VENABLES, Sir Thomas (by 1513-80), of Kinderton, Cheshire.

Published in The History of Parliament: the House of Commons 1558-1603, ed. P.W. Hasler, 1981
Available from Boydell and Brewer



Mar. 1553

Family and Education

b. by 1513, 1st s. of Sir William Venables by Eleanor, da. and coh. of Richard Cotton of Ridware, Staffs. m. Maud, da. of Sir Robert Needham of Shavington, Salop, 3s. 3da. suc. fa. 31 July 1540. Kntd. 11 May 1544.1

Offices Held

J.p. Cheshire from 1543, q. by 1561, sheriff 1556-7, commr. musters by 1545, 1548, to collect relief 1550, for church goods 1553; chamberlain, Middlewich from 1540-72


The Venables family was one of the oldest in Cheshire, and the title baron of Kinderton a relic of the period when Chester had an administration of its own, with a hierarchy of barons of the county palatine. Venables himself succeeded to property at Kinderton, Eccleston, Bradwall and elsewhere in Cheshire, and to the farm of the town of Middlewich and the office of its chamberlain. No one could be made a freeman without his consent and that of the lord treasurer. He owned ten ‘salthouses’ in Middlewich, and some of his tenants paid him salt as rent.

By Elizabeth’s accession he had already served three rulers as a soldier and the first household subsidy of the reign assessed him among the ‘old pensioners’ at £66 8s.4d. Although he had been one of the Edwardian commissioners to take inventories of church goods in Cheshire, he disliked the Elizabethan church settlement enough to be classified in the bishops’ letters of 1564 as ‘unfavourable to sound religion’, but not enough to be put off the commission of the peace. Evidence of his participation in at least one local dispute survives: a Chancery writ of elegit was issued early in 1575 against him and his son Thomas on behalf of a creditor, William Bromfield, gentleman pensioner.2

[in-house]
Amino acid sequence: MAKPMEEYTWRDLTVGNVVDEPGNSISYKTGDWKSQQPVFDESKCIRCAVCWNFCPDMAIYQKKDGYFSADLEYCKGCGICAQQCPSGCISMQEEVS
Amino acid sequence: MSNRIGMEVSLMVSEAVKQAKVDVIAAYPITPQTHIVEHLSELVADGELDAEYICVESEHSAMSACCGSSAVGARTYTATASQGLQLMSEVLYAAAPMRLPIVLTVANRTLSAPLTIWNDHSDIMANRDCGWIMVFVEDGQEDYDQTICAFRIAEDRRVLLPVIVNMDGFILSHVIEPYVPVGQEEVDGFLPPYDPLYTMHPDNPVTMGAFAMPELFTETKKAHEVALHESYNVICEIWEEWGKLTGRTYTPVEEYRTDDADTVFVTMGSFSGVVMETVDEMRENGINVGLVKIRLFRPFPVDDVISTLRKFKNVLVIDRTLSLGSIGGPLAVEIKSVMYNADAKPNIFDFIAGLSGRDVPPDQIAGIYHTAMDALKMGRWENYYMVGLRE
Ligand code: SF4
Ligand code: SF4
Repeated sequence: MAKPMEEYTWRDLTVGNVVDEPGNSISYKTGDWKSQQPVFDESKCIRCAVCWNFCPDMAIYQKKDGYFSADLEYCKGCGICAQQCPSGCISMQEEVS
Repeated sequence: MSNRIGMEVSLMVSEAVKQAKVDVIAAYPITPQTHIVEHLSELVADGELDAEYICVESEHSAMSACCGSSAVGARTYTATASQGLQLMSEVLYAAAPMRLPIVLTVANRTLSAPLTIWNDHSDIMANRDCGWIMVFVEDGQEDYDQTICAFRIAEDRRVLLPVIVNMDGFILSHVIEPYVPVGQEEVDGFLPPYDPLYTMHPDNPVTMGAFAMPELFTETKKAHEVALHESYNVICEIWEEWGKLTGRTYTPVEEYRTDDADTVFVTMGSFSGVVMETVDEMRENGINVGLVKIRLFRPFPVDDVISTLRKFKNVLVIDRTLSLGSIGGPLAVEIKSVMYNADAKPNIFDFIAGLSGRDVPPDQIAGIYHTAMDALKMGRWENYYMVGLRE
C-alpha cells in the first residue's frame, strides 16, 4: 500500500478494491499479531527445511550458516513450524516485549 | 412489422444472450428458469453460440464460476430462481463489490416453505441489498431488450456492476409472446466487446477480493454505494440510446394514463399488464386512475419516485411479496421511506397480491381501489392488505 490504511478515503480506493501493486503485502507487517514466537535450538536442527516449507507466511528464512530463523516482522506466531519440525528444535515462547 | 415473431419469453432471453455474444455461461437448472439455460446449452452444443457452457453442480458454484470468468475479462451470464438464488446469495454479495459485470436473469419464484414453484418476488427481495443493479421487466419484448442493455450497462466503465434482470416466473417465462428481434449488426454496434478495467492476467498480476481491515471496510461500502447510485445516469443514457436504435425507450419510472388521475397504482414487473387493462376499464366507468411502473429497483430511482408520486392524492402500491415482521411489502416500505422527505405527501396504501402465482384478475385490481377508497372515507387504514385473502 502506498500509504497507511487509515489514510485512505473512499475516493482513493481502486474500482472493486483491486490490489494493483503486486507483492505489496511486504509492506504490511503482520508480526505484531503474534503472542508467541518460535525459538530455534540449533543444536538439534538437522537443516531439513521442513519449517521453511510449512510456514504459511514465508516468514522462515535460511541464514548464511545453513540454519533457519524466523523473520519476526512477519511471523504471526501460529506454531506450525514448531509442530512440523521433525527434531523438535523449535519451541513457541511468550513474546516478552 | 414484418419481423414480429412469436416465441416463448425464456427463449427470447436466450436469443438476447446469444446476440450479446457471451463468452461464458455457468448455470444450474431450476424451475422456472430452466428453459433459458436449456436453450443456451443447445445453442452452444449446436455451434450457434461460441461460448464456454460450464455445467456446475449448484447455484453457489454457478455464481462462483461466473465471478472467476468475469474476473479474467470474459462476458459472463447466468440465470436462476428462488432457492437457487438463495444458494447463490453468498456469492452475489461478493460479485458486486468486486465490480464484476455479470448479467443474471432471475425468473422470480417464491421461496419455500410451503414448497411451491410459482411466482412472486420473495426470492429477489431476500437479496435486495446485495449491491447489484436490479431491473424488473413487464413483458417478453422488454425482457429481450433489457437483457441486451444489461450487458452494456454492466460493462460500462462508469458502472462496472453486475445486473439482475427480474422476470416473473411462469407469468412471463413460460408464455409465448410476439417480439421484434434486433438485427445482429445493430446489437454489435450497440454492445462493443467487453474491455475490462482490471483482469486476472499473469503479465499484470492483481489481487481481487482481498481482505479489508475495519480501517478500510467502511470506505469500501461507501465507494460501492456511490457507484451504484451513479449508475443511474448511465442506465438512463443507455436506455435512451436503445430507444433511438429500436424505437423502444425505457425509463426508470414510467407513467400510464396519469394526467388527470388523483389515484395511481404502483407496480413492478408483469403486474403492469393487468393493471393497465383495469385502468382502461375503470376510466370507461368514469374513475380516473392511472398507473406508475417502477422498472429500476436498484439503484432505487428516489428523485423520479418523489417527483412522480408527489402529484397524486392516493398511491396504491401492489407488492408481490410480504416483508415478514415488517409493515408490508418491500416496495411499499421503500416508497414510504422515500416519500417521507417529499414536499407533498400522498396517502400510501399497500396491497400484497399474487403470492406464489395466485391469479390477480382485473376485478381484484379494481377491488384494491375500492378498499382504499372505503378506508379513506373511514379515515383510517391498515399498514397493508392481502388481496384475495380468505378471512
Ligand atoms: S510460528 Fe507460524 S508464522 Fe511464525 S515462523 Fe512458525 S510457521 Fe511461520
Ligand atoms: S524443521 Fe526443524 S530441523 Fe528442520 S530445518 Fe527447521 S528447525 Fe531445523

Venables died on 19 duly 1580. His eldest son Thomas, who was 38 when he succeeded to the estates, married as his first wife a daughter of Sir William Brereton I, and his second son, Anthony, also married into the family. A daughter married another Cheshire gentleman, Peter, son and heir of Sir Piers Legh of Lyme.3

Ref Volumes: 1558-1603

Author: N. M. Fuidge


  • 1. PRO Chester 3/67/24; Vis. Cheshire (Harl. Soc. xviii), 229; (lix), 241; Ormerod, Cheshire, iii. 195.
  • 2. LP Hen. VIII, xi, p. 511; xix(1), p. 328; xx(1), pp. 254, 278, 315; xxi(2), p. 223; CSP Dom. 1547-80, p. 6; CPR, 1553 and App. Edw. VI, pp. 199, 360; 1554-5, pp. 164-5; 1566-9, p. 179; R. H. Morris, Chester in Plantagenet and Tudor Reigns, 154; Lansd. 3, f. 196; PRO Chester 3/67/24; Cam. Misc. ix(3), p. 76; APC, viii. 341-2.
  • 3. Ormerod, iii. 195, 200.